Gross himself appears to view the possibility of a prisoner swap favorably, especially after Israel agreed to release hundreds of imprisoned Palestinians in exchange for captured soldier Gilad Shalit. Rabbi David Schneyer, founder of Am Kolel Jewish Renewal Community of Greater Washington, recently visited Gross in prison and wrote in a report, “Having learned about the recent swap of Gilad Shalit for more than 1,000 imprisoned Palestinians, [Gross] felt that the U.S. and Cuba could do the same for him and the Cuban Five.”
Julia Sweig, director for Latin America at the Council on Foreign Relations and a leading expert on Cuban-American relations, said a prisoner swap seems unlikely. She said the United States could discuss a shift in its relations with Cuba that would also include the release of Gross — if it had the political stomach for it.
“But there is no political will in the U.S. government when it comes to Cuba,” she said. “Gross is a victim of the broader U.S.-Cuba paralysis, and here the blame goes squarely to American politicians.”
She cited Cuban-American lawmakers such as Democratic Senator Robert Menendez of New Jersey, Republican Senator Marco Rubio of Florida and Rep. Ileana Ros-Lehtinen, a Florida Republican, who use their positions on the House and Senate foreign relations committees to block attempts to change American policy toward Cuba. State Department officials also seek to avoid the confrontational issue.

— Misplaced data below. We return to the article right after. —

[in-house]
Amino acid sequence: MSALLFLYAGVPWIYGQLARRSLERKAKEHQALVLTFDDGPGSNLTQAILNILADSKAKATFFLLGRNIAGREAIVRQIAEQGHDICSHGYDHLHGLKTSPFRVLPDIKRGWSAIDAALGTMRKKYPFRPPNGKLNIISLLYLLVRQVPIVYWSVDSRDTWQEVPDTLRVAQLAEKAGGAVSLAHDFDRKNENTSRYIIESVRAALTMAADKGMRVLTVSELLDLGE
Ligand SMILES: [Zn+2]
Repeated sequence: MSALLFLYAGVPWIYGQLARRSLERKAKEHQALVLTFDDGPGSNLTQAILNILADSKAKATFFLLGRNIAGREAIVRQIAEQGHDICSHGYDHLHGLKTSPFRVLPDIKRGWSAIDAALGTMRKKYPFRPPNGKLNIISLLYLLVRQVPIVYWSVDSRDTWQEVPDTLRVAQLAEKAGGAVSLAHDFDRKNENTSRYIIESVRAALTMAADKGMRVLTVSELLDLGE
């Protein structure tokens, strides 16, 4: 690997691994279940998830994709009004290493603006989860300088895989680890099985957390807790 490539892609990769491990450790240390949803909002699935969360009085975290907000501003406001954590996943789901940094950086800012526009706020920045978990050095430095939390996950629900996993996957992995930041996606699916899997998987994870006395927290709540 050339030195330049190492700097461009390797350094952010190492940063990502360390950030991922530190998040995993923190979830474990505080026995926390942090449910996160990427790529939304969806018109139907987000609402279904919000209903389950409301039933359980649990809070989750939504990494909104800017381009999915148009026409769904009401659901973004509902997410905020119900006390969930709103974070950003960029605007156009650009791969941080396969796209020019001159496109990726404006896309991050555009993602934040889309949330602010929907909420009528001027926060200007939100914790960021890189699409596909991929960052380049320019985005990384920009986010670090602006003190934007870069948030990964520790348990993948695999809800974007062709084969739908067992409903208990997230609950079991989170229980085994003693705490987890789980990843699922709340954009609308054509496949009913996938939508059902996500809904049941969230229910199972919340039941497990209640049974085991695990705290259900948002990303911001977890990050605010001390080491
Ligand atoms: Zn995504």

Obama has shown little appetite to take bold steps to improve ties with Havana. Political analysts say he can ill afford to risk angering Cuban voters when Florida is a linchpin to his re-election strategy.
Meanwhile, Jewish individuals and organizations with close ties to Cuban-American lawmakers have been reluctant to push them to ease their opposition to negotiating with Cuba.
“People in the Cuban Jewish community feel very sad and want to see him released,” said former community member Arturo Lopez-Levy, who left the country 10 years ago. “But people,” he added, “feel it was totally irresponsible for the USAID to send him there.”
Contact Nathan Guttman at firstname.lastname@example.org
Nathan Guttman, staff writer, was the Forward’s Washington bureau chief. He joined the staff in 2006 after serving for five years as Washington correspondent for the Israeli dailies Haaretz and The Jerusalem Post. In Israel, he was the features editor for Ha’aretz and chief editor of Channel 1 TV evening news. He was born in Canada and grew up in Israel. He is a graduate of the Hebrew University of Jerusalem.